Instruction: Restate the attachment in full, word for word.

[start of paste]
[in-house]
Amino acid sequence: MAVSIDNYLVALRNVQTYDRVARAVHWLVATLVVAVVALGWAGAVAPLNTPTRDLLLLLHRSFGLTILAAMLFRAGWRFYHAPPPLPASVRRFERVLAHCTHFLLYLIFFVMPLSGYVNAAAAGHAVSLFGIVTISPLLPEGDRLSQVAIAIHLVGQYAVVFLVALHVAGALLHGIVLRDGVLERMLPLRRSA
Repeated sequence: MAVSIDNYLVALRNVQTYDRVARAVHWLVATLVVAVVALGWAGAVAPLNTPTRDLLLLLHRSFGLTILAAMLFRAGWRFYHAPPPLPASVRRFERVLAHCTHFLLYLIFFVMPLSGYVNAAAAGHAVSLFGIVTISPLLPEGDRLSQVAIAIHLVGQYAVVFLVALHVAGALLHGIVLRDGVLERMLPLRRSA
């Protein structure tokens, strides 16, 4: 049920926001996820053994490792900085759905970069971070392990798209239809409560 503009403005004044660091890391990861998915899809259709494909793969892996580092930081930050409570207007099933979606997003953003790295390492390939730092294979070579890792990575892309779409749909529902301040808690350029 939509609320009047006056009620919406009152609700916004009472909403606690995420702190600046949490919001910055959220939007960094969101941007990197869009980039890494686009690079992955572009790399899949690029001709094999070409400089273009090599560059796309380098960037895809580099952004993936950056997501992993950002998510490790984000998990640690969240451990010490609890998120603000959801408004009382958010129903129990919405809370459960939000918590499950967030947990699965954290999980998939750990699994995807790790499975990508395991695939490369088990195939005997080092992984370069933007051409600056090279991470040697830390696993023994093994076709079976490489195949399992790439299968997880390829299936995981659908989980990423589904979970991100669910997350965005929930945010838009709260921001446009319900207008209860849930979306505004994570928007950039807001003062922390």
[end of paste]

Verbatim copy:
[in-house]
Amino acid sequence: MAVSIDNYLVALRNVQTYDRVARAVHWLVATLVVAVVALGWAGAVAPLNTPTRDLLLLLHRSFGLTILAAMLFRAGWRFYHAPPPLPASVRRFERVLAHCTHFLLYLIFFVMPLSGYVNAAAAGHAVSLFGIVTISPLLPEGDRLSQVAIAIHLVGQYAVVFLVALHVAGALLHGIVLRDGVLERMLPLRRSA
Repeated sequence: MAVSIDNYLVALRNVQTYDRVARAVHWLVATLVVAVVALGWAGAVAPLNTPTRDLLLLLHRSFGLTILAAMLFRAGWRFYHAPPPLPASVRRFERVLAHCTHFLLYLIFFVMPLSGYVNAAAAGHAVSLFGIVTISPLLPEGDRLSQVAIAIHLVGQYAVVFLVALHVAGALLHGIVLRDGVLERMLPLRRSA
């Protein structure tokens, strides 16, 4: 049920926001996820053994490792900085759905970069971070392990798209239809409560 503009403005004044660091890391990861998915899809259709494909793969892996580092930081930050409570207007099933979606997003953003790295390492390939730092294979070579890792990575892309779409749909529902301040808690350029 939509609320009047006056009620919406009152609700916004009472909403606690995420702190600046949490919001910055959220939007960094969101941007990197869009980039890494686009690079992955572009790399899949690029001709094999070409400089273009090599560059796309380098960037895809580099952004993936950056997501992993950002998510490790984000998990640690969240451990010490609890998120603000959801408004009382958010129903129990919405809370459960939000918590499950967030947990699965954290999980998939750990699994995807790790499975990508395991695939490369088990195939005997080092992984370069933007051409600056090279991470040697830390696993023994093994076709079976490489195949399992790439299968997880390829299936995981659908989980990423589904979970991100669910997350965005929930945010838009709260921001446009319900207008209860849930979306505004994570928007950039807001003062922390």